Earlier this month, U.S. Secretary of State Condoleezza Rice proposed that the Organization of American States send a high-level mission to Venezuela to investigate the non-renewal of RCTV’s license.
Rice described Chavez’s decision against the station as the “sharpest and most acute” move yet against democracy. Organizations ranging from Reporters Without Borders, a Paris-based media watchdog group, to Spain’s socialist government to the Brazilian Senate also have criticized Chavez’s decision to pull the plug on RCTV.
But the OAS, reluctant to interfere in the internal affairs of a member state, ignored the U.S. request, leading Chavez to claim “a great defeat for the empire.”
Since winning the presidency in 1998, the former army paratrooper has survived a failed coup, a punishing opposition-led national strike and a recall referendum in 2004.
In December, Chavez won a landslide re-election based largely on his efforts to funnel billions of dollars in oil revenues into health care, education and other social programs.
The president has vowed to accelerate what he describes as Venezuela’s transition to “21st Century Socialism,” including boosting the government’s role in the media. For example, Chavez replaced RCTV with a state-run channel.
Meanwhile, opposition parties have imploded. Analysts say one reason is that they have no leader who can match Chavez’s charisma and political savvy.
“They are absolutely burned out,” Leon said. “People have no confidence in them.”
But analysts say the recent marches have mobilized a sector of Venezuelan society that has stood on the political sidelines in recent years and brought into public view a new generation of 20-something leaders not tainted by past failures.
“It’s a very good sign that they’ve risen up,” said Julio Borges, national coordinator of the moderate Primero Justicia party. “You have a new power that has been born.”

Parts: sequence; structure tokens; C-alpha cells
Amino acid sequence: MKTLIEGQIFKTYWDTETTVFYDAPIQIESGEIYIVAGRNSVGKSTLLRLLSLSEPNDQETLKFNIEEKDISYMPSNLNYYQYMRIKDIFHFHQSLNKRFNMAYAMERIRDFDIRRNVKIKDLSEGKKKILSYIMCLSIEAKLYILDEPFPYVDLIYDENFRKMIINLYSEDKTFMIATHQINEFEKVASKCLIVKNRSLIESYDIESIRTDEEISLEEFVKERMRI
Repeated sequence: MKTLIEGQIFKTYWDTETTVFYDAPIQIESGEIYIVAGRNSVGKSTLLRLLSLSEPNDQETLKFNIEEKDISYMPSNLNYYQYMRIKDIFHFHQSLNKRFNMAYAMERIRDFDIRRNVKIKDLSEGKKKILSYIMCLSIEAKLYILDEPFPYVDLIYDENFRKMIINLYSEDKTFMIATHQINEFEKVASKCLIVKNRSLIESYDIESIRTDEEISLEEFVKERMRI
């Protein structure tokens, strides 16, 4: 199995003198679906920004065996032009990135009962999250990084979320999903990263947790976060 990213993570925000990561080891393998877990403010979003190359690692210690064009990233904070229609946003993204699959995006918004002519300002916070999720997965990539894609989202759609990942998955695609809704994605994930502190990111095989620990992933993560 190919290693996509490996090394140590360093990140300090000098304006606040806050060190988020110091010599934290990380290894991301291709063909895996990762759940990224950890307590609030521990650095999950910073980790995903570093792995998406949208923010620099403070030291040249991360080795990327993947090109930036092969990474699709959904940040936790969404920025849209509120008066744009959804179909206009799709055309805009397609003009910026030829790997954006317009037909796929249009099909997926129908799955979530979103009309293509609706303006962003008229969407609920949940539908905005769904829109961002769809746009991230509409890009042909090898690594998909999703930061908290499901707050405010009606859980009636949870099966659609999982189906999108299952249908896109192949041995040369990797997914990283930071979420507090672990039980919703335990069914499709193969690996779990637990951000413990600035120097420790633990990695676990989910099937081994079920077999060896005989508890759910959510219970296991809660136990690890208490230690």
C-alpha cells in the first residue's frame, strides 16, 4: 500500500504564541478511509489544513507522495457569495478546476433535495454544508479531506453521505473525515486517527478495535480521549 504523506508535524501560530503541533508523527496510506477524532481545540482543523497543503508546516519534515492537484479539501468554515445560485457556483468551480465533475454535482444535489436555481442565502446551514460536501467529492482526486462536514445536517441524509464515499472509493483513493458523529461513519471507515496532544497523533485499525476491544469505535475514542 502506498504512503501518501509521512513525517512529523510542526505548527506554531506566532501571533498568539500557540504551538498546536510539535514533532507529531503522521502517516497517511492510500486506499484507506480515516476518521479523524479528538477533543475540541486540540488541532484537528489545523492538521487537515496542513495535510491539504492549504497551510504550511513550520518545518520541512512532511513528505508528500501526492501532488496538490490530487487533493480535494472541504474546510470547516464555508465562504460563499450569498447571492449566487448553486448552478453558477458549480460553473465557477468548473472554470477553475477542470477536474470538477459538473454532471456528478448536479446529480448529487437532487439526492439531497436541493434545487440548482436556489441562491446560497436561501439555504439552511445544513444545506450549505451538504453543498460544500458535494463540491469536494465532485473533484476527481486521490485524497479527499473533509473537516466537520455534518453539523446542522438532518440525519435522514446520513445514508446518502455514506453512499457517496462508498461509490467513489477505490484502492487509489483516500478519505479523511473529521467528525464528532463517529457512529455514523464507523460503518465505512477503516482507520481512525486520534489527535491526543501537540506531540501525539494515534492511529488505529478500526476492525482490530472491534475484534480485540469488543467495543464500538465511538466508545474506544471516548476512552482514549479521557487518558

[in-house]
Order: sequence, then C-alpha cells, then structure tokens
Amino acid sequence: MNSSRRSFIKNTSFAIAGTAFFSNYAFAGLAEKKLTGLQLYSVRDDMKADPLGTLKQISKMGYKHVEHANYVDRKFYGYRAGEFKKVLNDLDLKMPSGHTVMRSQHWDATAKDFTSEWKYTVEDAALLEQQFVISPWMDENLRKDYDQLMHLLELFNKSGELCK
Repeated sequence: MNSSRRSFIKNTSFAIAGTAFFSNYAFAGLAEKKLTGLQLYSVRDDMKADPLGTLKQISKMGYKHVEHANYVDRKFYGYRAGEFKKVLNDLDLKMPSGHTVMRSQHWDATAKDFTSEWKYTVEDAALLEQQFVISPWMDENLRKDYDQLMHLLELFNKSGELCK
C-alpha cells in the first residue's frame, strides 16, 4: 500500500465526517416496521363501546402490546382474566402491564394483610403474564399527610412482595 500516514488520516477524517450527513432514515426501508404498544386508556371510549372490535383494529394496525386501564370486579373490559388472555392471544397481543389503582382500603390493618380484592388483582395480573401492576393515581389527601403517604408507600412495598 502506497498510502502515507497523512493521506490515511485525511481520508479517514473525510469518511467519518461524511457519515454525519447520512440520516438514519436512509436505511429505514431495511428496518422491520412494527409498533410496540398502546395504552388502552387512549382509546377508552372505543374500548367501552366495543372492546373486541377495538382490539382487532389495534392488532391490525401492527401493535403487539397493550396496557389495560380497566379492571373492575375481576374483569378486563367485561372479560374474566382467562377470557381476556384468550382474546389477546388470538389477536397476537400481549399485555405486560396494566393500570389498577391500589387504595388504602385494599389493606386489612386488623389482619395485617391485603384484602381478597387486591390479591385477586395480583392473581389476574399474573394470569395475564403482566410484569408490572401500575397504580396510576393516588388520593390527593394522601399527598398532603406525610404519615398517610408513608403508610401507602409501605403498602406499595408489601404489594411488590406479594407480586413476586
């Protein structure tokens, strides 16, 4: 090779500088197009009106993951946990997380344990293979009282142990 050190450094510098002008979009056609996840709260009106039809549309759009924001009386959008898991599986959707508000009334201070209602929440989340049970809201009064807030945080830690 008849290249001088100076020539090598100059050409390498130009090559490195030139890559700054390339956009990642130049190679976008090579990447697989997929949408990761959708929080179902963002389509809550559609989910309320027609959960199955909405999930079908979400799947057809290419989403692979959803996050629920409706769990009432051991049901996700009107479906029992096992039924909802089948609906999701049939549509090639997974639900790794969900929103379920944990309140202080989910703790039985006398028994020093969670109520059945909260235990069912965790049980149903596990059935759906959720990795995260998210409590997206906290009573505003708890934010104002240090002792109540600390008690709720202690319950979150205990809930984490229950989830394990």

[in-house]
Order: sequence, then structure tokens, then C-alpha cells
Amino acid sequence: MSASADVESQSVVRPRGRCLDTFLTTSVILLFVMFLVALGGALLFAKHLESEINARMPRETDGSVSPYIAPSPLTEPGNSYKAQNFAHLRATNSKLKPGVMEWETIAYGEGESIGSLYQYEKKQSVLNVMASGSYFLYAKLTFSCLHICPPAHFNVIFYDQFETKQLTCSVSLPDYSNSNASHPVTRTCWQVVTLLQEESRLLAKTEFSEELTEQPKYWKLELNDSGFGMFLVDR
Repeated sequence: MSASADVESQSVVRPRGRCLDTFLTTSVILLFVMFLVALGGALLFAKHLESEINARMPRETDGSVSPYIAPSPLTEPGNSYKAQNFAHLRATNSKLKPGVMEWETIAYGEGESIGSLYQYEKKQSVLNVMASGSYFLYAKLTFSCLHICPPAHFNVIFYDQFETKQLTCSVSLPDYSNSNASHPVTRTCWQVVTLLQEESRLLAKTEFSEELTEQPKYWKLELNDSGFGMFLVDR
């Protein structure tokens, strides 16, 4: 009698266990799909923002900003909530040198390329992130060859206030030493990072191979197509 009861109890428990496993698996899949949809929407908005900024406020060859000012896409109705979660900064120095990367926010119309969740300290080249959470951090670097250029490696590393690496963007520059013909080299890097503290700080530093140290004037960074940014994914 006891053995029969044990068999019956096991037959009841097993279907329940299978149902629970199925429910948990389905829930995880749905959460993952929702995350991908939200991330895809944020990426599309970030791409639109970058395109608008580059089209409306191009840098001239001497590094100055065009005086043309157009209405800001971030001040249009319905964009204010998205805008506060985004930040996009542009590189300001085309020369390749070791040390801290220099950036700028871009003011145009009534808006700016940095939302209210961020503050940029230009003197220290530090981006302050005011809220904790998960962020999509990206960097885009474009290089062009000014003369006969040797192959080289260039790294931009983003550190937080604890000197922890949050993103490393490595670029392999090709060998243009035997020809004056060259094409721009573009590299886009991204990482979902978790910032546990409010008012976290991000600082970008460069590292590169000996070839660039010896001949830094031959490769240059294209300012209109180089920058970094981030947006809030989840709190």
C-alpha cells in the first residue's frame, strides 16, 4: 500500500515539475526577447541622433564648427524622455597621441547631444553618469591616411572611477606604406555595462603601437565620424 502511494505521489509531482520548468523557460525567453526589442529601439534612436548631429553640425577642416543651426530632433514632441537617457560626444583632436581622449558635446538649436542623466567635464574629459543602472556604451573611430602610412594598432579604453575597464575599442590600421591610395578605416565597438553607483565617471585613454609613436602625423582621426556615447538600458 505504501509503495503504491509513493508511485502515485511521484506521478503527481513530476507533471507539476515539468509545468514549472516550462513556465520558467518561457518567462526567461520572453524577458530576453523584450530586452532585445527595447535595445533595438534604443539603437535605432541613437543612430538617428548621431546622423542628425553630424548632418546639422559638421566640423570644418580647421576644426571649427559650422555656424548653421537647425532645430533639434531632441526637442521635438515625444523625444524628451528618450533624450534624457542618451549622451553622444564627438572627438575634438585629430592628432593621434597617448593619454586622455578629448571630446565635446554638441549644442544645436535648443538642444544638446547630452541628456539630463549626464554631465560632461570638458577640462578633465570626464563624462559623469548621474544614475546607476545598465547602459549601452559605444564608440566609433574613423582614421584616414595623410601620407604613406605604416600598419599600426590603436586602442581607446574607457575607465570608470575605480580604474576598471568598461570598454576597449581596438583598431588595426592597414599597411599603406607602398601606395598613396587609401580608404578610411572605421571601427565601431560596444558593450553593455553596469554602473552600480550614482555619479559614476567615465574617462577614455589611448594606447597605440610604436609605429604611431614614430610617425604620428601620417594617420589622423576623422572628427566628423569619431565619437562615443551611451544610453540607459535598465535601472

The student demonstrations began days before RCTV’s license expired May 27 and hit their peak in early June before tapering off last week.
Earlier this month, national guardsmen in riot gear looked on as a sea of students waving Venezuelan flags, blowing whistles and shouting out the names of their universities marched peacefully down Caracas’ broad Avenida Libertador to deliver a list of demands to the attorney general’s office.
In another protest, a group of students rode Caracas’ crowded subway with their mouths taped shut. They held small, handwritten signs that read “Peace,” “Equality” and “Tolerance.”
The majority of demonstrators attend four large universities in Caracas; for many, it is their first involvement in politics.
Santiago Perez, a 21-year-old engineering student at Andres Bello Catholic University, said he has long been concerned about what he described as Chavez’s creep toward authoritarianism. The president’s move against RCTV, he said, was the last straw.
“The country has to fight against this dictatorship and against this obscene decision,” said Perez, who has participated in several marches. “We are entering a second Cuba.”
But Rafael Alvarez, a 23-year-old political science student at the Central University of Venezuela, said the protesters do not represent most college-age Venezuelans.
“All of them are selling out their country for the benefit of the empire (United States) and private businesses,” Alvarez said as he took part in a pro-Chavez rally outside the National Assembly.